Eggs: Nutrition Beyond the painted Easter eggs

Our friends’ children send us Easter eggs! The eggs are so beautiful. And the thought heartwarming. But I cannot help but think about the nutrition of the eggs. Before me is mayai boiro as we fondly call boiled eggs in Kenya. The only thing missing is the Kenyan salad, Kachumbari.

Protein in Eggs

Eggs are a very nutritious food.  It is also high in quality protein, about 6.5 grams per egg. The special thing about egg protein is that it is complete. This means that eggs have all the 9 essential amino acids. Our bodies cannot make these amino acids. We must get them from food. Therefore, by eating eggs our bodies get all the amino acids it needs. In addition, egg proteins are easily digested by our bodies. This increases the benefits we get from eating eggs.

Health benefits of eggs

Eggs are also rich in other nutrients like Lutein and Zeaxanthin. These nutrients protect our eyes from age-related eye diseases. Egg yolk is a good source of choline. The body needs choline for brain development in unborn and newborn babies. It is also important for the normal functioning of the liver and muscles. During pregnancy, the body needs large amounts of choline. It is therefore important for pregnant women to include eggs in their diet.

Eating eggs raw or cooked?

People consume raw eggs for different reasons. Some believe that raw egg is more nutritious than cooked eggs. However, that is not the case. When thinking of food, it not about the number of nutrients in the raw food vs cooked food. But the ability of your body to use the nutrients. Although raw eggs have more nutrients than cooked eggs. Your body can only absorb 50% of the proteins in raw eggs. But when the eggs are cooked, it can absorb up to 91% of the proteins. Cooking also makes the proteins more digestible.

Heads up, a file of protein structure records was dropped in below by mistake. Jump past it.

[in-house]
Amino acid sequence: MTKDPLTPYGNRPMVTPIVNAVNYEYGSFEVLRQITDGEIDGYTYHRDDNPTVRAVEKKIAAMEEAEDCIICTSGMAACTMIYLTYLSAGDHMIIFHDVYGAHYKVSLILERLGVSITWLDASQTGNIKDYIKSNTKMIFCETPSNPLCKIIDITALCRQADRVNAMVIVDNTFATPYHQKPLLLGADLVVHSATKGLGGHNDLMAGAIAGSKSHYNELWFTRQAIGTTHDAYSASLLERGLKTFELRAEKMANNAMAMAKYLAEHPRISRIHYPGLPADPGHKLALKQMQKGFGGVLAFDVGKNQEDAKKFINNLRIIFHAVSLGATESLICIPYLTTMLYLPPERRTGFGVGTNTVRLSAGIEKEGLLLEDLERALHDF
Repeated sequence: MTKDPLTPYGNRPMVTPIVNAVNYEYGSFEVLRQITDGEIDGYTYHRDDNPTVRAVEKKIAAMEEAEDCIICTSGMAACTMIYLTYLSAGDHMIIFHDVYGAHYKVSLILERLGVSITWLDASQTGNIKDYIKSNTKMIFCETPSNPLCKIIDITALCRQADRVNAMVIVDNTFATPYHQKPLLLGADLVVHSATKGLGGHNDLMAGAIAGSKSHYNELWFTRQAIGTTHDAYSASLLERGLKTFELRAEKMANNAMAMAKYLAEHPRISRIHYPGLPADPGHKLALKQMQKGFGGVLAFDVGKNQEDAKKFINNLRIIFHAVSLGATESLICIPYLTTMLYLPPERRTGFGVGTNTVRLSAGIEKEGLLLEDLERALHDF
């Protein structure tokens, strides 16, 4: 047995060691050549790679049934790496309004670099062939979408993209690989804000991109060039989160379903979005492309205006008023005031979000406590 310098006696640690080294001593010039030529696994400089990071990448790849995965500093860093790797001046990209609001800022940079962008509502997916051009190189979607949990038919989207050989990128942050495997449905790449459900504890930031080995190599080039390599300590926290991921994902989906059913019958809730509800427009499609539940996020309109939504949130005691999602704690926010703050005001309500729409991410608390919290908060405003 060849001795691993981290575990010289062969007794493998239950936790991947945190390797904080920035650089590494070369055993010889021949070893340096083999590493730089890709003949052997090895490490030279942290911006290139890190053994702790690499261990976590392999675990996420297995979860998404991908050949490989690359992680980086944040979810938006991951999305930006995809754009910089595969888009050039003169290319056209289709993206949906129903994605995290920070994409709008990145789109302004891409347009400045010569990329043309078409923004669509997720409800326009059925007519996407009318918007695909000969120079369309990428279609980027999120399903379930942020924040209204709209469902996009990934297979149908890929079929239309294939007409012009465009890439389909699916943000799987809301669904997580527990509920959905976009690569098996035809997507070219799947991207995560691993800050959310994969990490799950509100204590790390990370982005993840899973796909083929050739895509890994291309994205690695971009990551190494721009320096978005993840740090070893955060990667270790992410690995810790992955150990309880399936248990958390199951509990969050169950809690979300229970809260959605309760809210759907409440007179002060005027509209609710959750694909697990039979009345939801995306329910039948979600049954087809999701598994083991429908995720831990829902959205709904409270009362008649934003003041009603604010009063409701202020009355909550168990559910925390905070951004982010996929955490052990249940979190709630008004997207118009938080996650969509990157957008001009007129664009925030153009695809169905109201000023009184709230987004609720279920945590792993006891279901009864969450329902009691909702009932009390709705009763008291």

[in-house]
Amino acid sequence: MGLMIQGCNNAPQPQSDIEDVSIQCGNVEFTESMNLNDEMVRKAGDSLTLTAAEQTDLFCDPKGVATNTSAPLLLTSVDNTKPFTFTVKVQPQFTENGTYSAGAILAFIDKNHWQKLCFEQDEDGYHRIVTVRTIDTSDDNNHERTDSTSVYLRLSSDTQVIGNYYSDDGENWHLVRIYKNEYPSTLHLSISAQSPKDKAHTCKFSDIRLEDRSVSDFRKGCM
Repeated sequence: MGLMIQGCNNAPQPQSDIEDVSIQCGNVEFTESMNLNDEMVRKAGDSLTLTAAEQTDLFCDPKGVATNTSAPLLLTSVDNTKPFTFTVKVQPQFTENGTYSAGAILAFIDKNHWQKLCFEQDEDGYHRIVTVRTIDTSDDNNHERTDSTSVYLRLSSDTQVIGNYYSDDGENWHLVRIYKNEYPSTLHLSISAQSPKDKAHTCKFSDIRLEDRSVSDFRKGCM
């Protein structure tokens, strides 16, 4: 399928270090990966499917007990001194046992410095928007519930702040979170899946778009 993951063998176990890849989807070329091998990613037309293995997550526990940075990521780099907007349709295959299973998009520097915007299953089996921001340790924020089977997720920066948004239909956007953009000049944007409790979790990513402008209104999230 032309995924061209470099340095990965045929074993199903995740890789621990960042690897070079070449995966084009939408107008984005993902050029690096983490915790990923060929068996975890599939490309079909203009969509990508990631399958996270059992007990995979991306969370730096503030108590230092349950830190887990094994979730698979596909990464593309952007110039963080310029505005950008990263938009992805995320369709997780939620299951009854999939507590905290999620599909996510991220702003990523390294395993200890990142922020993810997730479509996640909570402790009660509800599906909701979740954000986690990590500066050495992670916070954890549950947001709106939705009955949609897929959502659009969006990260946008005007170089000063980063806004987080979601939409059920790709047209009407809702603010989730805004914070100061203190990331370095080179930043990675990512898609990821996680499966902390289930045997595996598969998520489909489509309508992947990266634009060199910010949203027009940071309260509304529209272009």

Soft-boiled eggs more digestible than raw eggs

 Cooking also makes vitamin B7 (Biotin) more available. Raw eggs contain a protein called avidin that binds to biotin. This makes biotin unavailable to the body. However, cooking breaks the avidin and releases biotin. Therefore your body is able to absorb biotin.

 Drinking raw eggs also increases your risk of getting salmonella food poisoning. It is therefore safer to cook your eggs before eating.

Cholesterol and risk for heart disease

Eggs are also high in cholesterol. One eggs contains about 186 mg per egg. The maximum amount of cholesterol you should eat in one day is 300 mg. Therefore eating two eggs in a day already exceeds the recommended limit. It is because of the high cholesterol level that eggs have been labelled ‘dangerous’.

Before, eating a lot of eggs was thought to increase blood cholesterol. Thus it was advised that one should not eat more than seven eggs per week. However, research now shows that the biggest influence on blood cholesterol is not from just eating cholesterol. But the mixture of fats and carbohydrates in our diet. Since our body can regulate cholesterol balance.

Eating a diet that is high in saturated fatty acids and trans-fatty acids raises blood cholesterol. These fats increase the bad cholesterol-HDL levels in the blood. As a result, this increases the risk of heart diseases, stroke, or even death.

Although eggs are high in cholesterol they contain only 1.56 g of saturated fatty acids. 100 grams of beef on the other hand contains 29.4 grams. Therefore, consuming eggs alone is not a problem. However, consuming eggs and a lot of red meat increases your risk of having high blood cholesterol. It is therefore advisable to eat both eggs and red meat in moderation.

If you are still wondering what I decided about the Easter eggs…. Well, I choose to admire their beauty!

Remember, the reason for Easter is greater than Easter eggs.